By Sally Perkins:
Homeschooling is permitted in Kenya, but many parents are pushing for its official recognition given the absence of a legal basis. The limitations posed by the current education system entice parents to provide home education to give these kids a competitive advantage in both the home and international fronts. Two things surface why homeschooling is not covered by the law, namely: inadequacy of the curriculum and lack of social interaction for children. There are, however, more than 400 families in the country that homeschool their kids showing that there is a growing interest in this type of education.
Current Education Set-Up
Primary and secondary education is compulsory in Kenya. At the age of 5 years, every child must be in school. Currently, the 8-4-4 (8 primary, 4 secondary and 4 university) system is going to be replaced by the 184.108.40.206 curriculum which aims to improve the education of children by empowering them with a set of skills and knowledge. Summative assessments are also better distributed throughout the primary and secondary schooling.
Complementary to this, the ‘Alternative Basic Education and Training’ in Kenya policy of 2011 by the Ministry of Education is already a step that recognizes and supports non-formal schools. Kids of all ages and abilities learn at their own pace given the available resources. Different subjects may be introduced that interest students such as learning to sew for children or sports classes. This move paves the way for home educators to lobby their case.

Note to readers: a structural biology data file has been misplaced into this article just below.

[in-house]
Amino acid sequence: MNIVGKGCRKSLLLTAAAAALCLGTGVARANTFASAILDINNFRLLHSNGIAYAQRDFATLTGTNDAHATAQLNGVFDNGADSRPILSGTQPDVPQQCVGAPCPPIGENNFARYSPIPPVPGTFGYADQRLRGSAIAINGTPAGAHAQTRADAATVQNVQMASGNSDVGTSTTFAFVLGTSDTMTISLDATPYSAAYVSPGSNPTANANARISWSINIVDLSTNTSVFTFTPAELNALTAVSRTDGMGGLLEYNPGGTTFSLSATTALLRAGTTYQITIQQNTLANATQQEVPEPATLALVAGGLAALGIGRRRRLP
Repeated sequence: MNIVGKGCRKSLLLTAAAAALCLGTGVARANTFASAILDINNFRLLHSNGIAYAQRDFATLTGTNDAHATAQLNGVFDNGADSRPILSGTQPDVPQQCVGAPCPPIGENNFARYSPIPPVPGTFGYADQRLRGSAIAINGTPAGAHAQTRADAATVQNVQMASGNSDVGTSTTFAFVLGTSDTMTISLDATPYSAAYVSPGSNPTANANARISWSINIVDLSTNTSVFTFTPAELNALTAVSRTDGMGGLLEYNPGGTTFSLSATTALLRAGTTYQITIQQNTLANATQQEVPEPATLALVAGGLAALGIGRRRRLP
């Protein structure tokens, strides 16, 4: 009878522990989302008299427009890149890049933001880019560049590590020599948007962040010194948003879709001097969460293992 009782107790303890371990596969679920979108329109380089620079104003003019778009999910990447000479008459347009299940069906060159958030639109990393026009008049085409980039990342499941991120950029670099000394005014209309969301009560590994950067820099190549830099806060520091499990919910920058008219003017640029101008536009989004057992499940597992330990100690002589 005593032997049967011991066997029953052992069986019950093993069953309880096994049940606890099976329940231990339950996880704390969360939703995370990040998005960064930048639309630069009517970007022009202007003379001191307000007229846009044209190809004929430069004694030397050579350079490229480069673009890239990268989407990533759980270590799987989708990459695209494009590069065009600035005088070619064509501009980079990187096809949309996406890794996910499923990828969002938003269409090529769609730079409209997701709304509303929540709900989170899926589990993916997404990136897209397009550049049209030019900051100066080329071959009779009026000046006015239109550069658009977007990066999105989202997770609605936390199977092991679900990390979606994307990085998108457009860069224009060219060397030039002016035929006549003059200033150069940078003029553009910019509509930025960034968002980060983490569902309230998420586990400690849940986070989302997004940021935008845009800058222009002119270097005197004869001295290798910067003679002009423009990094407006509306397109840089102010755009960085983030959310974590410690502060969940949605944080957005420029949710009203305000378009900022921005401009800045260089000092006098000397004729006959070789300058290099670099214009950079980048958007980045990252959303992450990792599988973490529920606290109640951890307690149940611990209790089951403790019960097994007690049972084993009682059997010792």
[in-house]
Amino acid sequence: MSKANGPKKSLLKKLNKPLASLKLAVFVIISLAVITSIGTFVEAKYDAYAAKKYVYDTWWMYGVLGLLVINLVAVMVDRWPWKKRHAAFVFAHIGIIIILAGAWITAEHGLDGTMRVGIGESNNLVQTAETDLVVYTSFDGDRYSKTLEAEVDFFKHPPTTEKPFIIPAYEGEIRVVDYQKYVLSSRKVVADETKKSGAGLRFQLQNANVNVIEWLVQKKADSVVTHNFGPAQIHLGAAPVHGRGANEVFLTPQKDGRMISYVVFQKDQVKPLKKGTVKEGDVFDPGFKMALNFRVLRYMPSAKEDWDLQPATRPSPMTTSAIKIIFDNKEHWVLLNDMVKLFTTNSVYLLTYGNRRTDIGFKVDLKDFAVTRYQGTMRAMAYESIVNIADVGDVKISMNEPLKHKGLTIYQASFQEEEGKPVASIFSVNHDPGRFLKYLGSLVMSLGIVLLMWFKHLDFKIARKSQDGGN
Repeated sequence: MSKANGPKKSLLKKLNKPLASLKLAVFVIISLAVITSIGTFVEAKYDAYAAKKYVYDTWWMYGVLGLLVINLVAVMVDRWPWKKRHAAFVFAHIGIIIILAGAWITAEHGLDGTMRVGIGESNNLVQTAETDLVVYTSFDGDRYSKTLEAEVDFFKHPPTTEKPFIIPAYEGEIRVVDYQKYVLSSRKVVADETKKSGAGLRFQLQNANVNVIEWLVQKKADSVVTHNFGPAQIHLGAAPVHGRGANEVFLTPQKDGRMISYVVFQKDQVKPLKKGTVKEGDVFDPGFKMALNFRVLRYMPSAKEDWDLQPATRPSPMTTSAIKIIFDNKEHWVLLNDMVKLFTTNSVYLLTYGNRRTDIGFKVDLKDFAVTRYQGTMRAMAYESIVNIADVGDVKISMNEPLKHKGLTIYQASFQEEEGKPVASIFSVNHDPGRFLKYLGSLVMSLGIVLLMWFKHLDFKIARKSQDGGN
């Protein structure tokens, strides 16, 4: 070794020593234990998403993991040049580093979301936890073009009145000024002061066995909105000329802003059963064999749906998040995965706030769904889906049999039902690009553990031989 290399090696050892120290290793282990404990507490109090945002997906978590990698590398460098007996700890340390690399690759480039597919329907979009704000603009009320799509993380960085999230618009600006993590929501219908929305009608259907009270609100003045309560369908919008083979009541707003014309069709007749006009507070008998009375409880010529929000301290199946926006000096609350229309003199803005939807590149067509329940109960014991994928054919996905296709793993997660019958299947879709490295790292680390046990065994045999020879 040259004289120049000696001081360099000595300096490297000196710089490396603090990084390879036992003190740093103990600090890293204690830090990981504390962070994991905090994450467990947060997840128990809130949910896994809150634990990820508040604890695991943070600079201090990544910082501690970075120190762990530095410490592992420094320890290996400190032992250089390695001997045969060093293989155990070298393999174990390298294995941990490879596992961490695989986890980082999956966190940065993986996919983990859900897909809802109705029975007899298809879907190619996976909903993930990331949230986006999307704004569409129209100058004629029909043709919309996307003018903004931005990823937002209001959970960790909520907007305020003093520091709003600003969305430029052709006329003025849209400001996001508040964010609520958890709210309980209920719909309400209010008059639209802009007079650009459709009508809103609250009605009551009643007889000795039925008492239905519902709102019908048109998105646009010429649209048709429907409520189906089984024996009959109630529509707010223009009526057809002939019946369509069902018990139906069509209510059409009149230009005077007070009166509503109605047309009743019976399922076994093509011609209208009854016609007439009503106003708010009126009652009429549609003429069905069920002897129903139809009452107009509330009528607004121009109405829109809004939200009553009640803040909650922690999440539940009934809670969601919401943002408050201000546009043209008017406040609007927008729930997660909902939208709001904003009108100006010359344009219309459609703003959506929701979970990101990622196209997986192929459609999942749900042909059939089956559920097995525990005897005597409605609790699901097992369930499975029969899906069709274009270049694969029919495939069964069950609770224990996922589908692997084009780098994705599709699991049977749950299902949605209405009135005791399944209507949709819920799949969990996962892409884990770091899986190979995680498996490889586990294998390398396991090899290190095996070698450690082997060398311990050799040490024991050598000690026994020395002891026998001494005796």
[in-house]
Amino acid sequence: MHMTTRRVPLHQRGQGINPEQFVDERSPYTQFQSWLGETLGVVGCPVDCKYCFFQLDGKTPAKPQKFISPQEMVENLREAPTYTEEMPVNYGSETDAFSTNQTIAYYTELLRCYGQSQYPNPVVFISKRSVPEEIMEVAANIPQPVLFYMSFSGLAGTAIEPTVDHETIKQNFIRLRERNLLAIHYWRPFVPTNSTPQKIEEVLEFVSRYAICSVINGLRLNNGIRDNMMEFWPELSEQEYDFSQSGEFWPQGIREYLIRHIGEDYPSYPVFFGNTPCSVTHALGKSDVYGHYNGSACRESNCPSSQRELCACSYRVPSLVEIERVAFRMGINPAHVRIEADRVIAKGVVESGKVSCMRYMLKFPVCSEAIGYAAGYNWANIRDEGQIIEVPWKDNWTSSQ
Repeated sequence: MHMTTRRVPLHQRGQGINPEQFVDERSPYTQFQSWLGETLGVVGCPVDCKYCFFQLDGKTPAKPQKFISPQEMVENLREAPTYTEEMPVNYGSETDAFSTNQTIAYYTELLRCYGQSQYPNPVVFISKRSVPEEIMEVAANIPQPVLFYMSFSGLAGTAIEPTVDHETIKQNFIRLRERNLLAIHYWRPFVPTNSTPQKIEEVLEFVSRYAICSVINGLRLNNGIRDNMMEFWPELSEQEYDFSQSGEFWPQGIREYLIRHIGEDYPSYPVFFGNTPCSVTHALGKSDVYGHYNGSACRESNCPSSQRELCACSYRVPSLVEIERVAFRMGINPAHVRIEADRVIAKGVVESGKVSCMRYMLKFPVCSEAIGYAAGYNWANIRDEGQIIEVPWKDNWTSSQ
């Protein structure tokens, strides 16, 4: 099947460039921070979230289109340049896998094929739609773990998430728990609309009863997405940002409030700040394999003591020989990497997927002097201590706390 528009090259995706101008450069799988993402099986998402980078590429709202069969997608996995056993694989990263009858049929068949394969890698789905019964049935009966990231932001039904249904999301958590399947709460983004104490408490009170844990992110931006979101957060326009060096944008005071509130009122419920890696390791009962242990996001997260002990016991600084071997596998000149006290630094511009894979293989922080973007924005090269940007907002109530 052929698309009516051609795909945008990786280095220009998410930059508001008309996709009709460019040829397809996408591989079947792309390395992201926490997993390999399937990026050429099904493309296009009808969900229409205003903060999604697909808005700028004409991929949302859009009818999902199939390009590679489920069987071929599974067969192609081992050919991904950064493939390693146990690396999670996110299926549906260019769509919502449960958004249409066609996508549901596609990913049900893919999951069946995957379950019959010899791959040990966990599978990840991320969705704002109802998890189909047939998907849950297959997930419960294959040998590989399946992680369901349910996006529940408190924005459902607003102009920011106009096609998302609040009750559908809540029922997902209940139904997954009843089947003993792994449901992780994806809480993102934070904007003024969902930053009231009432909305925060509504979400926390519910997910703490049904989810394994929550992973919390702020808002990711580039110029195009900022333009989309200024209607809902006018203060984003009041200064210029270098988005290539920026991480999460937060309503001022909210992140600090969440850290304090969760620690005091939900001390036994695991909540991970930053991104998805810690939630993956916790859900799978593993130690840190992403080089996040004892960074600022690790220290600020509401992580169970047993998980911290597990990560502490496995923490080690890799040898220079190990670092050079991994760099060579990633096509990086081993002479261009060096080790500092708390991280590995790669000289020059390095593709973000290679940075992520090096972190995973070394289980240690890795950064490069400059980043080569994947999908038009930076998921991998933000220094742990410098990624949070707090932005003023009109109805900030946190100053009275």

Home Education is An Alternative
It is common knowledge that Kenyan education is very academic in nature. Special circumstances also exist preventing education from taking place at all. Children whose families are nomadic cannot go to a proper school given their lifestyle. Rural dwellers find it hard to get to the nearest school or certain disabilities may prevent kids from attending classes. Limited resources also mean that special needs schools are few and are likely to cost a lot of money. For the average Kenyan, this will take a huge chunk of their take-home pay. World Bank statistics indicate GNP per capita in Kenya is at USD 3,130 in 2016. In these cases, home education is an alternative that would provide continuous education to youngsters without the prohibitive costs.
Home teaching is gaining ground and provides Kenyan families with the option of giving an education that not only includes academics but also life skills. It offers flexibility suitable for those with different lifestyles or to cater to special needs of children. Kenyan homeschoolers receive support from organizations that advocate home education helping them find the right curriculum or qualified instructors.
The major benefits of home instruction are enormous for both parents and children enabling teachers to tailor curriculum based on the needs and interests of pupils. It also allows families to spend more time together and bond. As to the social interaction aspect, it really depends on how families interact with other groups (co-ops) that are in the same situation. At the end of the day, it takes a commitment from parents to ensure that they raise well-rounded and educated kids who are going to be the future leaders of the country.
About the Author:
Sally Perkins is a professional freelance writer with many years experience across many different areas. She made the move to freelancing from a stressful corporate job and loves the work-life balance it offers her. When not at work, Sally enjoys reading, hiking, spending time with her family and travelling as much as possible.